TWO-MAN BOBSLED MEDALISTS AT THE 2022 WINTER OLYMPICS:
Germany not only won its seventh of eight contested sliding sport events with Francesco Friedrich’s first-place finish in two-man bobsled – the country also swept the podium.
In doing so, Germany became the first nation to sweep the podium in any Olympic bobsled event, and the first to claim all three medals in a single event at the 2022 Winter Games.
After four heats, it was Friedrich, Lochner, Hafer in first, second, third. With his victory, 13-time world champion Friedrich successfully defended one of his two PyeongChang 2018 golds.
The trio of German pilots managed near-flawless runs through the Yanqing National Sliding Centre’s highly technical and tricky Xiaohaituo Bobsled and Luge Track, nicknamed “The Dragon.” Most others in the field endured hard hits and bled seconds from the lead.
So much laid on the line from Tuesday’s very first third heats. Friedrich kicked off the second half of competition, utilizing a strong start and fresh ice to hit a track record in 58.99 seconds. Lochner, on the other hand, took a bite from “The Dragon” on unlucky curve 13, finishing with this worst time yet – 59.32.
Then the Russian Olympic Committee’s Rostislav Gaitiukevich, in third at the midpoint, began with his slowest run yet. This opened the door for Hafer to slide into third with a solid, 59.51-second heat.
Within just minutes, Germany occupied the podium positions. This left the rest of the field with a tough decision: More speed and risk disaster, or less speed and more control?
Most pilots drove fast – and often rather recklessly – in their third runs, to varying degrees of success. Defending gold medalist Brad Hall gunned it hard, and up until the very end, looked like he could dive deep into the top 10. But again, The Dragon’s curve 13 proved too much. Hall and partner Nicholas Gleeson were chucked overboard in a brutal crash – something Jamaicans Shanwayne Stephens and Nimroy Turgott barely escaped during their second heat. Still, Hall and Gleeson crossed the finish line intact.
The top Americans: Brakeman-turned-driver Frank Del Duca and bodybuilding pusher Hakeem Abdul-Saboor. They managed a good pace in their fastest-yet Heat 3, jumping from 15th to 12th and eyeing a top-10 finish.
Unfortunately, pilot Hunter Church and pusher Charlie Volker didn’t perform as well. Church, struggling after toe surgery, was simply too slow to crack the top 20. As a result, the second American team did not advance to a fourth run. Still, Church clapped at the camera and seemingly smiled as he shouted: “Love you, Mom and Dad!”
The beloved Jamaican team took another massive Heat 3 hit, but they stayed the course. After crossing the finish line, Stephens and Turgott pulled out their Jamaican flag and waved it to the camera. Like the Americans, their campaign ended with a third run.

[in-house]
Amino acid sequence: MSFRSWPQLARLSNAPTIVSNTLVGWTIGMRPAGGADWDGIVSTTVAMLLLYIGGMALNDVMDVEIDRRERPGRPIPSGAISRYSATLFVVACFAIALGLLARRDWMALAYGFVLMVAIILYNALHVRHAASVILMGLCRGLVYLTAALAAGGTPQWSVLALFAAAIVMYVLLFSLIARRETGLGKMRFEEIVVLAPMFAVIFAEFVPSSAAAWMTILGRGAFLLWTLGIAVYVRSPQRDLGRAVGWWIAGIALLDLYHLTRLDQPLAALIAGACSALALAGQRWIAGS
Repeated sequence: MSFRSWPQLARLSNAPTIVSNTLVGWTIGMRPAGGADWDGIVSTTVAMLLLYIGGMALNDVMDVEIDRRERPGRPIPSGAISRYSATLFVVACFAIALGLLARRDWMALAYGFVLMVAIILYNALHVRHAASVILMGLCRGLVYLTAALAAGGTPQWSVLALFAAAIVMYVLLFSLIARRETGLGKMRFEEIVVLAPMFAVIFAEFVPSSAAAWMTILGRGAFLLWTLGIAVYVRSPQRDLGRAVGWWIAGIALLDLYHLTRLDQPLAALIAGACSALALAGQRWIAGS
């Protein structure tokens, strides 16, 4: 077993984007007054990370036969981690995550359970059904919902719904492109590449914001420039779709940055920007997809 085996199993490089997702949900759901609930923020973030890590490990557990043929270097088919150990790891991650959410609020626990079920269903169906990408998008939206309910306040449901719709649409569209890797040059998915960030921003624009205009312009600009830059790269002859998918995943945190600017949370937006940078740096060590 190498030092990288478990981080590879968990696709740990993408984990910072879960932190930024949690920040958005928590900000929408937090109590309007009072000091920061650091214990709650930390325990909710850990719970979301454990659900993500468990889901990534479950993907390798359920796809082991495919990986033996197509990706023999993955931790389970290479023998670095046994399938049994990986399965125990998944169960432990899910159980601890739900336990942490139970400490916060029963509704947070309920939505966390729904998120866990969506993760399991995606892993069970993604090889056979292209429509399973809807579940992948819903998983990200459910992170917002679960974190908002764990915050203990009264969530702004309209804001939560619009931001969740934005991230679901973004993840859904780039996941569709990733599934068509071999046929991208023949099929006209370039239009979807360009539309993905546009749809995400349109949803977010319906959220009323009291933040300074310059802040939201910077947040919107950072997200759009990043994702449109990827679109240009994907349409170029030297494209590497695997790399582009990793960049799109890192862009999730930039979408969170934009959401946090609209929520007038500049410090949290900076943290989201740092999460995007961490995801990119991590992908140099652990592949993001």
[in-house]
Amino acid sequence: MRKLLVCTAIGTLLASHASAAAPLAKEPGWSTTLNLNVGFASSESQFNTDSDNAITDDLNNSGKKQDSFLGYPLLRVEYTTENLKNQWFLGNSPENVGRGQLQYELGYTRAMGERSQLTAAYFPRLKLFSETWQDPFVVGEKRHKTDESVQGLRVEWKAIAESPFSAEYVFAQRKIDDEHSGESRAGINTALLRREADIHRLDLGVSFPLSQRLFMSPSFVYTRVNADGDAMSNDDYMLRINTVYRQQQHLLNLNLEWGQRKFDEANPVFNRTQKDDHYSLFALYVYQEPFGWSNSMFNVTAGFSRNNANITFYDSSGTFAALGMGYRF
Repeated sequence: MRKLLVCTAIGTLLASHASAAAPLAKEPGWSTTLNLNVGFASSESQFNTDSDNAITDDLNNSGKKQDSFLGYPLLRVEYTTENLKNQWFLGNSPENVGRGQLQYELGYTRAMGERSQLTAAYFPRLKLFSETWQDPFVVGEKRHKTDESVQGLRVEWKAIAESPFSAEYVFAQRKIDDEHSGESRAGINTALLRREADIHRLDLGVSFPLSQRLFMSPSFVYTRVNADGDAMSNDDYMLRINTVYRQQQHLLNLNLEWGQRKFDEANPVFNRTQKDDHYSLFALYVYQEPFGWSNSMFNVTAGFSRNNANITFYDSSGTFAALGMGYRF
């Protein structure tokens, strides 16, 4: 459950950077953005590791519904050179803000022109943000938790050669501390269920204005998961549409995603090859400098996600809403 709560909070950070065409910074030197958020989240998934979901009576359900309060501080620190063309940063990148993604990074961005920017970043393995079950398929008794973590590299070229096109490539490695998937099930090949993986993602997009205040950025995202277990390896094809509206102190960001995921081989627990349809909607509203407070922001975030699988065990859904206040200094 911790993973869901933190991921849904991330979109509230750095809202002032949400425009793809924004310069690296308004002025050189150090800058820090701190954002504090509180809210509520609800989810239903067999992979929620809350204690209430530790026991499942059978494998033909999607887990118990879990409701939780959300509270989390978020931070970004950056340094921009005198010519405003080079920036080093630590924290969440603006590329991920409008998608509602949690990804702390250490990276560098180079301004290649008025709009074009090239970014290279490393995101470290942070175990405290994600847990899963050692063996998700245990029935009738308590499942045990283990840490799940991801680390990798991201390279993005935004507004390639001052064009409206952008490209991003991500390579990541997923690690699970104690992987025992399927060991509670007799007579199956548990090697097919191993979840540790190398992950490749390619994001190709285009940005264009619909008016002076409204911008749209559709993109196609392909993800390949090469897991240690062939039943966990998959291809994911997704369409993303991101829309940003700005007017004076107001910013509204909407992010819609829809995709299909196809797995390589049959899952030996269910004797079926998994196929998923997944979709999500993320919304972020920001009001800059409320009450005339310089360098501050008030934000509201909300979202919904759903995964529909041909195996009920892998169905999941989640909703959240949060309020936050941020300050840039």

Bobsledders went in opposite order for Heat 4, and almost all of them went for broke. Korea’s pilot Won Yun-Jong, who won four-man silver at PyeongChang 2018, immediately smacked the side at the top and pinballed from wall to wall. Hall continued to drive aggressively, and though a few of his runners went airborne for a second time, his sled returned to the ground. He and Gleeson crossed the finish line safely – with a sub-one minute heat. They landed in 11th after four runs.
Del Duca and Abdul-Saboor skidded a few times in their final heat of the 2022 Winter Olympics. They finished in 1:00.15, translating to 13th place. Though they failed to crack the top 10, Del Duca and Abdul-Saboor bested PyeongChang 2018’s top American two-man duo, Justin Olsen and Evan Weinstock, who finished 14th.
SEE MORE: Meet the 2022 U.S. Bobsled Olympic Team
Standing in fourth place, Switzerland’s driver Michael Vogt and pusher Michel Sandro threatened to move into third with a beautiful 59.70-second run. But Hafer and partner Sommer put any doubts to rest with an even better 59.70-second heat, and it became clear that – unless they crashed – the Germans would likely maintain a grip on the podium positions.
They did just that. Lochner and Bauer ripped a gorgeous 59.53-second run, securing at least silver. Friedrich and Margis performed just a hundredth of a second quicker than that in their final heat, but almost half of a second better overall.
Germany: gold, silver, bronze. Why is the country so dominant in sliding sports? Several reasons: They have four tracks, the most of any country. Additionally, potential athletes take to the sliding sports at a younger age than other nations. Germany’s passion for bobsled, in particular, is reflected in their Olympic history: The country has won 20 of 51 gold medals, 47 of 148 medals in total.
Friedrich remains the force to beat in the four-man event, which he also won at PyeongChang 2018. If he can grab another gold at these Games, the now three-time Olympic champion will certainly enter the conversation of best-ever in his sport.
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